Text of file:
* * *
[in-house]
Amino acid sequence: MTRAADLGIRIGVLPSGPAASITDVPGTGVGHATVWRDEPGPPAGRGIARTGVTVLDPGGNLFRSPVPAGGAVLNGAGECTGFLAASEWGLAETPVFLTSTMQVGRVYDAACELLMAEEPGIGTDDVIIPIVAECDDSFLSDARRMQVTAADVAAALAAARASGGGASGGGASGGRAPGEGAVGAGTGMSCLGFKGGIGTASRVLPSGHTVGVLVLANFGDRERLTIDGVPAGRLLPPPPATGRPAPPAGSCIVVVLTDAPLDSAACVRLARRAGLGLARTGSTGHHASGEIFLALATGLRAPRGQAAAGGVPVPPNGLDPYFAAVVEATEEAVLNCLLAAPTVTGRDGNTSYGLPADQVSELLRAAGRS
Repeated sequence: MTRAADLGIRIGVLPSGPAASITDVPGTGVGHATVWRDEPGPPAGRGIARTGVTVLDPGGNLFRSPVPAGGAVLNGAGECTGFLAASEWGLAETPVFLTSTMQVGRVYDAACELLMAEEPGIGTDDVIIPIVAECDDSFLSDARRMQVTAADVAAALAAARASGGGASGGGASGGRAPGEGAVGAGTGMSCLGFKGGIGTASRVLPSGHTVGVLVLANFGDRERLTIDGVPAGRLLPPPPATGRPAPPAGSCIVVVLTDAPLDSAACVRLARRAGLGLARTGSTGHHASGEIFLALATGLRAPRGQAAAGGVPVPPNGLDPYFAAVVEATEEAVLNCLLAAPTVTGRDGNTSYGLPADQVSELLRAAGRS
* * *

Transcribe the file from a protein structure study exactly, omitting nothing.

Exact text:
[in-house]
Amino acid sequence: MTRAADLGIRIGVLPSGPAASITDVPGTGVGHATVWRDEPGPPAGRGIARTGVTVLDPGGNLFRSPVPAGGAVLNGAGECTGFLAASEWGLAETPVFLTSTMQVGRVYDAACELLMAEEPGIGTDDVIIPIVAECDDSFLSDARRMQVTAADVAAALAAARASGGGASGGGASGGRAPGEGAVGAGTGMSCLGFKGGIGTASRVLPSGHTVGVLVLANFGDRERLTIDGVPAGRLLPPPPATGRPAPPAGSCIVVVLTDAPLDSAACVRLARRAGLGLARTGSTGHHASGEIFLALATGLRAPRGQAAAGGVPVPPNGLDPYFAAVVEATEEAVLNCLLAAPTVTGRDGNTSYGLPADQVSELLRAAGRS
Repeated sequence: MTRAADLGIRIGVLPSGPAASITDVPGTGVGHATVWRDEPGPPAGRGIARTGVTVLDPGGNLFRSPVPAGGAVLNGAGECTGFLAASEWGLAETPVFLTSTMQVGRVYDAACELLMAEEPGIGTDDVIIPIVAECDDSFLSDARRMQVTAADVAAALAAARASGGGASGGGASGGRAPGEGAVGAGTGMSCLGFKGGIGTASRVLPSGHTVGVLVLANFGDRERLTIDGVPAGRLLPPPPATGRPAPPAGSCIVVVLTDAPLDSAACVRLARRAGLGLARTGSTGHHASGEIFLALATGLRAPRGQAAAGGVPVPPNGLDPYFAAVVEATEEAVLNCLLAAPTVTGRDGNTSYGLPADQVSELLRAAGRS